Does this fam­ily coup have the sup­port of the U.S. and the UK?

A: I do not be­lieve that this was nec­es­sar­ily planned with the col­lu­sion or even ad­vance knowl­edge of the United States and the United King­dom. After the re­cent rift be­tween Saudi Ara­bia and Qatar, al­though President Trump openly took the side of the Saudis and ac­cused Qatar of sup­port­ing ter­ror­ism, U.S. Sec­re­tary of State Rex Tiller­son of­fered to me­di­ate be­tween the two.

In fact, on 20th June, only one day be­fore the reshuf­fle, the State De­part­ment’s spokesper­son Heather Nauert is­sued a rather strange state­ment. In a part of that state­ment we read: “Now that it has been more than two weeks since the em­bargo started, we are mys­ti­fied that the Gulf States have not re­leased to the public, nor to the Qataris, the de­tails about the claims that they are mak­ing to­ward Qatar. The more that time goes by the more doubt is raised about the ac­tions taken by Saudi Ara­bia and the UAE. At this point we are left with one sim­ple ques­tion: were the ac­tions re­ally about their con­cerns re­gard­ing Qatar’s al­leged sup­port for ter­ror­ism or were they about the long, sim­mer­ing griev­ances be­tween and among the GCC coun­tries?”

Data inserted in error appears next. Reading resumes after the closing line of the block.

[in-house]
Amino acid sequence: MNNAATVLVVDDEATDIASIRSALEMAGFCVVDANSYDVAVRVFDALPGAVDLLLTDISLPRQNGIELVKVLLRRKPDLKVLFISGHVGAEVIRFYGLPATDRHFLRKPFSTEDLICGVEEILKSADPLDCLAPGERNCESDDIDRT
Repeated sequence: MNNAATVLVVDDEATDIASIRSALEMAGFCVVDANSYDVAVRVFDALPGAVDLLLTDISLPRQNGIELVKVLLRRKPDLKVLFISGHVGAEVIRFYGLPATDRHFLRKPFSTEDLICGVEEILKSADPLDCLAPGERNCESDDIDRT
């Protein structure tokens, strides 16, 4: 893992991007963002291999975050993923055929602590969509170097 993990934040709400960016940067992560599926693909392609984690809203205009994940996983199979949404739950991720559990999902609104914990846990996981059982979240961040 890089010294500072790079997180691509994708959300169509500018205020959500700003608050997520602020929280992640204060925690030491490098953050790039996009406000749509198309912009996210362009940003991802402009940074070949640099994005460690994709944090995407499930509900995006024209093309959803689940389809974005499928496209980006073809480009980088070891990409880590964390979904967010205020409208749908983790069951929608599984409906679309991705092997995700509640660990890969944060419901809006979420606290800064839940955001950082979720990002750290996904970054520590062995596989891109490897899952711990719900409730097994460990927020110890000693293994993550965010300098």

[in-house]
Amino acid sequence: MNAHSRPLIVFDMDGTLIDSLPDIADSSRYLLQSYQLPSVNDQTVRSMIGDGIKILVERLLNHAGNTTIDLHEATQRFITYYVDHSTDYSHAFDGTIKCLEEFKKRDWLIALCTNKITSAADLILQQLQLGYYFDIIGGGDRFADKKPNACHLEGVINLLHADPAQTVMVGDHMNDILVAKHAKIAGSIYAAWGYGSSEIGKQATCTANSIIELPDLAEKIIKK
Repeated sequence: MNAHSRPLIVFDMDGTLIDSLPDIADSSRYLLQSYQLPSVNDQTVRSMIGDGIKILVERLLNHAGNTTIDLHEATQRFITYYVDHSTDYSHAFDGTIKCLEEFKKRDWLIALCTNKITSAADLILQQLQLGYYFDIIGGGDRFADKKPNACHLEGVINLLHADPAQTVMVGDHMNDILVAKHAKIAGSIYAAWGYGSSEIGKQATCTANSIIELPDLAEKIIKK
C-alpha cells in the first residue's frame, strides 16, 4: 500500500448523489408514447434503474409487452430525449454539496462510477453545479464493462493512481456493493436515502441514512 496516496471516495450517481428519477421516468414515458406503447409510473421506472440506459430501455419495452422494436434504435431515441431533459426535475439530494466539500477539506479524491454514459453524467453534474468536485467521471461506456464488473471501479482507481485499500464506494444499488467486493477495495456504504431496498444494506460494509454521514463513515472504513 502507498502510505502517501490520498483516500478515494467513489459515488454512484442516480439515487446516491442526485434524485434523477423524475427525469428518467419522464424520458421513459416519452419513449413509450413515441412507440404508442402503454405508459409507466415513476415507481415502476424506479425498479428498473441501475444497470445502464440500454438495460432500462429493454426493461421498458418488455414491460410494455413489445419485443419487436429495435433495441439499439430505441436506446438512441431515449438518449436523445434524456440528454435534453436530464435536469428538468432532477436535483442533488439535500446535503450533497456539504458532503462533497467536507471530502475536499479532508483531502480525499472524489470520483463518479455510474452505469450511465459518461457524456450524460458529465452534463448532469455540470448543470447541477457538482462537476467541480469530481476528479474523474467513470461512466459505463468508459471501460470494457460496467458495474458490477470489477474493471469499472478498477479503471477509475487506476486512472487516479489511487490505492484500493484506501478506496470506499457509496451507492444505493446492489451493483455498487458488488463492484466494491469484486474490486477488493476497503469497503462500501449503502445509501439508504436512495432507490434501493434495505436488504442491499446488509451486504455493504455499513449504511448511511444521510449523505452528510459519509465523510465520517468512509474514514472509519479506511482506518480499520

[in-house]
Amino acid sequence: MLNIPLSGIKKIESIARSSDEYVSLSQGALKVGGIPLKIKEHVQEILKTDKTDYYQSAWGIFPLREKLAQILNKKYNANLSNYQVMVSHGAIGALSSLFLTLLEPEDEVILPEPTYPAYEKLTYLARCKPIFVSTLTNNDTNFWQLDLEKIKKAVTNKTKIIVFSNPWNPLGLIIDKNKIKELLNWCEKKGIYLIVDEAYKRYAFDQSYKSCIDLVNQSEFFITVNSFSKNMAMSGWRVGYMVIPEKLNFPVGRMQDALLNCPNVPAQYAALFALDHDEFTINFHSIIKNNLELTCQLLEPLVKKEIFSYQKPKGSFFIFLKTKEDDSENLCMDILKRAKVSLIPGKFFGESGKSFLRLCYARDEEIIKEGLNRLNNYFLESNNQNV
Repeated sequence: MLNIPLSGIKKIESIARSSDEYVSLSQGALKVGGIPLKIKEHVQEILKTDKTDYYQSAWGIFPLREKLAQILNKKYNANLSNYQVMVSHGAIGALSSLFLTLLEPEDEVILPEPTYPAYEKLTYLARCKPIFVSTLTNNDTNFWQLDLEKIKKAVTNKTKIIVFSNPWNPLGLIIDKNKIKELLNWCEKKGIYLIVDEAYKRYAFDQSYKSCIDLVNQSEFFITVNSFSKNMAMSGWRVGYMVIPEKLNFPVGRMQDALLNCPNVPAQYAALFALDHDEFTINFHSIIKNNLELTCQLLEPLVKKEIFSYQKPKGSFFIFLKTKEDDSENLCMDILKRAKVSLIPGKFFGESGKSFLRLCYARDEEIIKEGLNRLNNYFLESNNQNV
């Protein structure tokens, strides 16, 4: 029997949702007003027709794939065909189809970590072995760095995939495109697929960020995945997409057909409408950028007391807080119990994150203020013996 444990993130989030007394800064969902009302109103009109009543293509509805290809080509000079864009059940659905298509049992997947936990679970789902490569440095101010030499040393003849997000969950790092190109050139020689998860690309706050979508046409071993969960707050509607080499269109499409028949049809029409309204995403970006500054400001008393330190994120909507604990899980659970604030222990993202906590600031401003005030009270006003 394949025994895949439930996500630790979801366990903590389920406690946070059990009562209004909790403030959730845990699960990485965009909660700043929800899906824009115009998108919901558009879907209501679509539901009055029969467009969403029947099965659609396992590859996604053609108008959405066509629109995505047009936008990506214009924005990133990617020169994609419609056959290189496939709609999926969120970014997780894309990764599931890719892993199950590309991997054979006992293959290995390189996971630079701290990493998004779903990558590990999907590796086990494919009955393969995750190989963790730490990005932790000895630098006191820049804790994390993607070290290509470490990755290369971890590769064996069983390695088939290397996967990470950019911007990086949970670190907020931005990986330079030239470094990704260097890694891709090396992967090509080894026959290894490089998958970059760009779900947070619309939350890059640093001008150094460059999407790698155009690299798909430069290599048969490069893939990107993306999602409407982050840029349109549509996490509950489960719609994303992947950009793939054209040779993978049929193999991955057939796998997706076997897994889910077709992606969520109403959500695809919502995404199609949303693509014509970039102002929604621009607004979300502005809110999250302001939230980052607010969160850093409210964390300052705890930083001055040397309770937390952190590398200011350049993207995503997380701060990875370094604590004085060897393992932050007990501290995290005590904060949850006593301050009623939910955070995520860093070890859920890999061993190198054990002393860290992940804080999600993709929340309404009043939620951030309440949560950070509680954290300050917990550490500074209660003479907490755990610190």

This is a clear re­buke to Saudi rulers for not hav­ing produced any ev­i­dence for their claims against Qatar. I be­lieve that the only other coun­try that might have had a hand in this reshuf­fle is the UAE, or at least some UAE princes, be­cause UAE Crown Prince Muham­mad bin Zayed Al Nuhayyan is a close friend of Mo­hammed bin Sal­man and they seem to share many views and am­bi­tions.

What will be the ef­fect of the reshuf­fle on the rest of the GCC?

A: As you know, there has al­ready been a ma­jor rift be­tween Saudi Ara­bia, the UAE and Bahrain on the one hand and Qatar on the other, with Oman and Kuwait play­ing a neu­tral role.

President Trump’s visit to Riyadh and his im­petu­ous rush to em­brace the Saudis as the leaders of the war against ex­trem­ism, which re­sulted in more than $400 bil­lion of promised spend­ing on weapons and other Amer­i­can goods, gave the Saudis the false hope that they could dom­i­nate the Arab world, and cer­tainly the GCC. How­ever, far from unit­ing the Arab world un­der Saudi lead­er­ship, President Trump’s visit proved to be the kiss of death to the GCC.

The GCC was formed shortly after Sad­dam Hus­sein’s in­va­sion of Iran in or­der to bring the small Per­sian Gulf coun­tries to­gether in sup­port of Iraq. They con­trib­uted tens of bil­lions of dol­lars to Sad­dam Hus­sein, which iron­i­cally led to the Iraqi in­va­sion of Kuwait when the GCC mem­bers de­manded the re­pay­ment of their loans. How­ever, the GCC never man­aged to unite all the Per­sian Gulf lit­toral states, partly due to the fact that there is an im­bal­ance be­tween Saudi Ara­bia with a pop­u­la­tion of over 23 mil­lion na­tion­als and over eight mil­lion non-na­tion­als, and Qatar, Bahrain and the UAE with less than one mil­lion na­tive pop­u­la­tions each.